R.I.P. Glenn Frey 1948 – 2016
He’ll be remembered by most for his groundbreaking work with The Eagles but over here at the Land of TNUC, Glenn Frey’s impact meant something completely different. When ‘You Belong to the City’ was birthed into this world during an episode of Miami Vice in 1985, this man brought us the gift of trenchcoat-noir. Make no mistake, this song isn’t merely a “slice” from this sacred genre of music or just another track pulled from its growing library…this is the granddaddy, quintessential, textbook trenchcoat-noir song of the century. FACT.
What are you babbling about Uncle T? What the hell is “trenchcoat-noir”? For starters, it’s a certain style of music that has an almost indescribable chilly-night “feeling” attached to it. Cold synths, smooth basslines and flashy production are just some of the ingredients that when this music hits, it inspires us to wander the streets at night with that trusty trenchcoat and a cigarette dangling from the mouth, while night rhythms echo in our minds. The pale moonlight and neon signs provide just enough light to guide you through the damp streets and dark alleys of the buzzing city. You pass by sports cars, people in nightclubs drinking Zima, steaming hot dog carts, sexy silhouettes, homeless people hovering over burning barrels and the usual leather-clad hooker on the corner named Sharise. These are the visuals that accompany trenchcoat-noir. Extremely polished. Masterfully slick. Rawness of the city. Tons of heart.
Time to listen and watch the five minutes and forty-eight seconds that started this entire movement. If this is your 7,000th listen to this song (like me), shut off all distractions around you and turn up the volume. It’s time for a revisit and to bid this man a proper farewell.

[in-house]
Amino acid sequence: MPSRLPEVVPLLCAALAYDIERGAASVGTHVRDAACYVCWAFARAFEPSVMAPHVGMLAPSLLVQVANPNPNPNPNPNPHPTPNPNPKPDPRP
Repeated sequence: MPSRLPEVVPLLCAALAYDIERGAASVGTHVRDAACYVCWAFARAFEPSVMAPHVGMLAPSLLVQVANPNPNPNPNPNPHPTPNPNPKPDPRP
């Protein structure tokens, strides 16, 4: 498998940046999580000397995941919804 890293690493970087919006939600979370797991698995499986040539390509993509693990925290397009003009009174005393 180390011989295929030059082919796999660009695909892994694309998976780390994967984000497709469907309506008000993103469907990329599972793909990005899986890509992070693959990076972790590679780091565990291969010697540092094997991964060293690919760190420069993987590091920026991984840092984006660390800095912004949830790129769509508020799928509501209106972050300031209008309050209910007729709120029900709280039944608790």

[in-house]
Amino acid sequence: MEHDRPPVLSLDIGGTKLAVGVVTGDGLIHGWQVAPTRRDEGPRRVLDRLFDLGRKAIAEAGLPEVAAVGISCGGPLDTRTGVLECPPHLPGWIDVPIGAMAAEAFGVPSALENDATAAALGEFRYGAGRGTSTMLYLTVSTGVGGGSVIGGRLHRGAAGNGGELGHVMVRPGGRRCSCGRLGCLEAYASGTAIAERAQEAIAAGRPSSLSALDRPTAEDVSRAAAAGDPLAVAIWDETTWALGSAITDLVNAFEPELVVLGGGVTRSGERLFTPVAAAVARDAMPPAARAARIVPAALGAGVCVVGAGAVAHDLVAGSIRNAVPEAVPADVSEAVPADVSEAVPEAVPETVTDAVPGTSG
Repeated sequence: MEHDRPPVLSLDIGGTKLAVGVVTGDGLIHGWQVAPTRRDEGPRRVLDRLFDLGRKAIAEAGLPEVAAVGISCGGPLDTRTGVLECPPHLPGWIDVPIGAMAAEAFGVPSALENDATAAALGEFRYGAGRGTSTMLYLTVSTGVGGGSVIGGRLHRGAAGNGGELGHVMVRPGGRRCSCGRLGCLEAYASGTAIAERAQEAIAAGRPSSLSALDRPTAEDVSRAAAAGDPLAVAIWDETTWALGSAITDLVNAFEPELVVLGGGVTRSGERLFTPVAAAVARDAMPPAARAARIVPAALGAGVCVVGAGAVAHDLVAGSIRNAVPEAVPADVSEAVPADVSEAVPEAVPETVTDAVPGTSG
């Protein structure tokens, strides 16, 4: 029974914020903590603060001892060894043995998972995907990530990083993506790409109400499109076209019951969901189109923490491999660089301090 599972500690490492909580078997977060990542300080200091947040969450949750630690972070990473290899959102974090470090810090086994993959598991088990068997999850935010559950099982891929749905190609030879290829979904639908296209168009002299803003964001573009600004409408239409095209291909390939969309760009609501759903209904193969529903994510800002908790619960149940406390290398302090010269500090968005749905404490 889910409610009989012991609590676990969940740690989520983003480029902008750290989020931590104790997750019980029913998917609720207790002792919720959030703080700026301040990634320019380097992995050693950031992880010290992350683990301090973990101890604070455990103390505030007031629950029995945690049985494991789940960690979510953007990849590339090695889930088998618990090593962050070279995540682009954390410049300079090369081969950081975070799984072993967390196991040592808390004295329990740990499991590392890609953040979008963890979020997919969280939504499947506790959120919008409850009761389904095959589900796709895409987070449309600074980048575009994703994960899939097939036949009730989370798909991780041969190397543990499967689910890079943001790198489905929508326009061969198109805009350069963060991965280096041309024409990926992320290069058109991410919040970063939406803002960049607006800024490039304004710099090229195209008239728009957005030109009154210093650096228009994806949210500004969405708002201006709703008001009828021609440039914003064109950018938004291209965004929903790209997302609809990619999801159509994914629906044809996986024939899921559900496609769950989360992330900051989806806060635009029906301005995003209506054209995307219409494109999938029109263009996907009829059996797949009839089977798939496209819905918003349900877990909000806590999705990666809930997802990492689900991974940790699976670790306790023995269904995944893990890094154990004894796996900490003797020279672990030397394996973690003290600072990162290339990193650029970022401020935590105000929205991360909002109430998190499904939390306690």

Right from the start it’s everything you could possibly ask for in a song. When that signature saxophone slides into my eardrums and down into my pants, I can’t help but stop whatever I’m doing and sink into an entirely new listening experience. Studio musician Bill Bergman isn’t just “playing” that saxophone. That sax is crying, aching and ripping into all of our hearts. I don’t think this instrument has ever sounded so rich and tough at the same time. It’s the perfect balance of elegance and BALLS.
But hey, if what you long for is the complete audio/visual experience, plant your ass to the all-white leather sofa and watch the Miami Vice episode “Prodigal Son” (Season 2, Episode 1). New viewers will quickly find out why the show is infamous for being so innovative when it came to music and fashion. Director Michael Mann wasn’t just throwing great music into these episodes because he could afford to. Songs like ‘You Belong to the City’ were carefully placed to accompany the story, provide exquisite montage and evoke emotion.
I feel like some people take this show for granted and forget how truly great it still is. With the tired “retro-eighties” revival thing constantly regurgitating images of Ferrari’s, palm trees and pastel leisure suits in our faces, it seems like some people only associate Miami Vice with these types of things, not realizing the level of quality and the intense magic of the series. If people have preconceptions of Vice being all style and no substance, they’re dead wrong.
OK, it’s time to talk about when ‘You Belong’ showed up in other forms of entertainment. During an episode of Married With Children that aired in 1988, Al Bundy and Steve walk through the streets of Chicago looking for Marcy’s old Barbie doll that they sold while trying to start a baseball card collection. When Al and Steve start asking every bum on the street if they’ve seen the doll, a low budget SOFTCORE SAXOPHONE version of the song plays in the background, as heard in the scene above. Of course some glorious psycho on YouTube uploaded the scene and cut out the audience laughter, providing us with the best possible recording of this strange rendition. (Big thank you to my friend Jessica-Lee for reminding TNUC about this precious moment!).
T H A N K Y O U G L E N N !
See you in the river of darkness, pal. Under the neon lights.